CHAPTER ONE: GENERAL INTRODUCTION 1
1.1 Introduction 1
1.2 Background to the Study 3
3.3 Population of Study 44
3.4 Sample Size and Sampling Technique 45
3.5 Research Instrument 45
3.6 Validity of Instrument 46
3.7 Reliability of Instrument 46
3.8 Administration of Instrument 48
3.9 Scoring of Instrument 49
3.10 Procedure for Data Analysis 50
CHAPTER FOUR: DATA ANALYSIS AND RESULTS 51
4.1 Introduction 51
4.2 Descriptive Analyses of Respondents’ Bio-Data 51
4.3 Description of Samples’ Responses together with the Research Questions 57
4.4 Description of Students’ Responses to the Interview Questions 67
4.5 Hypotheses Testing 68
4.6 Summary of Findings 72
4.7 Discussion of Findings 72
CHAPTER FIVE: SUMMARY, CONCLUSION AND
1.1 Introduction 78
1.2 Summary 78
1.3 Conclusion 79
1.4 Recommendations 80
1.5 Areas for Further Studies 82
1.6 Contribution to Knowledge 82
Social inequality is a fundamental characteristic of the society. Rich or poor; advantaged or disadvantaged; privileged or underpreviledged: each contrast speaks to differences among people that are consequential for the lives they lead. Whether in describing patterns of inequality or examining the consequences of inequality, the results depend upon how inequality is conceptualized and measured. Socio-economic status is among the most prominent concepts in inequality research. The term “socioeconomic status” refers to the relative hierarchical placement of a unit (such as an individual, a community) along a gradient stratified by social and economic resources (Adler, 2003).
The sociologist, Marx Weber (1958,) conceptualized inequality along three related tracks – class, status and party. Each was understood as a basis for power and influence. Whereas, class focused on economic resources, and party referred to political clout, status was understood as honour and prestige. For Weber, status groups were hierarchically arrayed on the basis of distinctive lifestyles, consumption patterns and modes of conduct or action.
Religion is defined by Kenny (2004) as “belief in the existence of a supernatural ruling power, the creator and controller of the universe, who has given to man a spiritual nature which continues to exist after the death of the body”. On the other hand, Arnolds and Adams (2000) have defined religion giving their backgrounds and sources of information. These varied views on religion maintain a Constance; that religion, is the belief in spiritual beings. The term ‘religion’, whatever its definition, refers to certain characteristic types of data namely: beliefs, practices, feelings, moods and attitudes (Nyoyoko and Owete, 2000).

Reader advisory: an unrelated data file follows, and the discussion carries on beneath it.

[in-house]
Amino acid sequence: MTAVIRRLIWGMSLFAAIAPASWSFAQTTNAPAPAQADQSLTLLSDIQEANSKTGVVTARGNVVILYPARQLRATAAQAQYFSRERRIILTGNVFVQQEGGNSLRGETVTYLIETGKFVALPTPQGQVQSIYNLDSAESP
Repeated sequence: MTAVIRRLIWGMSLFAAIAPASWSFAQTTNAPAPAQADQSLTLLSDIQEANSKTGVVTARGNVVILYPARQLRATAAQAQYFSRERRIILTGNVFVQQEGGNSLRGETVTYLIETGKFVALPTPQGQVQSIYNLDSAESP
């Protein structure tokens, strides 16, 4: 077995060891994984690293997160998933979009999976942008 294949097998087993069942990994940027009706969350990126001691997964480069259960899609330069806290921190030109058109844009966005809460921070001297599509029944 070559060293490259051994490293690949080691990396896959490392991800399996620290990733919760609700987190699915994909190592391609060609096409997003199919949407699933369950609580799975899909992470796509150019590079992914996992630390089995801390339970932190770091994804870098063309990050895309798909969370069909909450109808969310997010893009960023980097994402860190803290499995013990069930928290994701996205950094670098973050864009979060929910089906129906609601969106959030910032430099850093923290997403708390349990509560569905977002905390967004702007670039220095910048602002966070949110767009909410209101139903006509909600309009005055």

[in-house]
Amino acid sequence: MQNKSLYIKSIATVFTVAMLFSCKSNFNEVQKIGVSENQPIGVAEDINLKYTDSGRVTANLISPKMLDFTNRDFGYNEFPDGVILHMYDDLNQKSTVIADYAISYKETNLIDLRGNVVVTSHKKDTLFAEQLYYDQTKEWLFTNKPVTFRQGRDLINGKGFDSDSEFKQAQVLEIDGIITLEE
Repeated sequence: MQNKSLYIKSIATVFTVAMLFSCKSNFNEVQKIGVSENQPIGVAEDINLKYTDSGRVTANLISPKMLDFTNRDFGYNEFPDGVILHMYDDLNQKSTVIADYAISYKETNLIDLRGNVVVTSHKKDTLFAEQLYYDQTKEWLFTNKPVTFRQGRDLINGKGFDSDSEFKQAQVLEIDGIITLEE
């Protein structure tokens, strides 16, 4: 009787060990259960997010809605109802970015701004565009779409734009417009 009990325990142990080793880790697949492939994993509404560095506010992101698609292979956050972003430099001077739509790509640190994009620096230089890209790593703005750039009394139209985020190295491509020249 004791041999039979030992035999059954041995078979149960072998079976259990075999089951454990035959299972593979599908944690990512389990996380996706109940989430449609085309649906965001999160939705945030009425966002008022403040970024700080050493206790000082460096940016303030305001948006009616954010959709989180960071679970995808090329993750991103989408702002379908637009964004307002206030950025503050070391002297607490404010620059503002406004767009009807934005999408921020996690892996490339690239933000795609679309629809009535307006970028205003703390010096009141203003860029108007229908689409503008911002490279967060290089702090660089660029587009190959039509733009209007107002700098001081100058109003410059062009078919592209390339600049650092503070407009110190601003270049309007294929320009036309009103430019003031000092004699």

Friedrick (2000), defined religion as “feeling of absolute dependence, absolute as contrasted to other relative feelings of dependence”. Religion can also be defined as human beings’ relation to that which they regard as holy, sacred, spiritual or divine. Religion is commonly regarded as consisting of a person’s relation to God or to gods or spirits.
In a given society, religion as a social institution, plays a prominent role in the lives of individuals or faithfuls. Also, in every religion, be it Christianity, Islam or African religion, individuals are stratified into high or low socioeconomic status. Individuals are placed according to their socioeconomic class in any society. Religion as an integral part of the society, is always in contact with the society, and always in contact with these socioeconomic classes (Nzeribe, 2003).
The religious commitment of students who fall within the three socioeconomic status of high, middle and low will be examined in this study in relation to or as an influence on dimensions of religious commitment of students in tertiary institutions.
1.2 Background to Study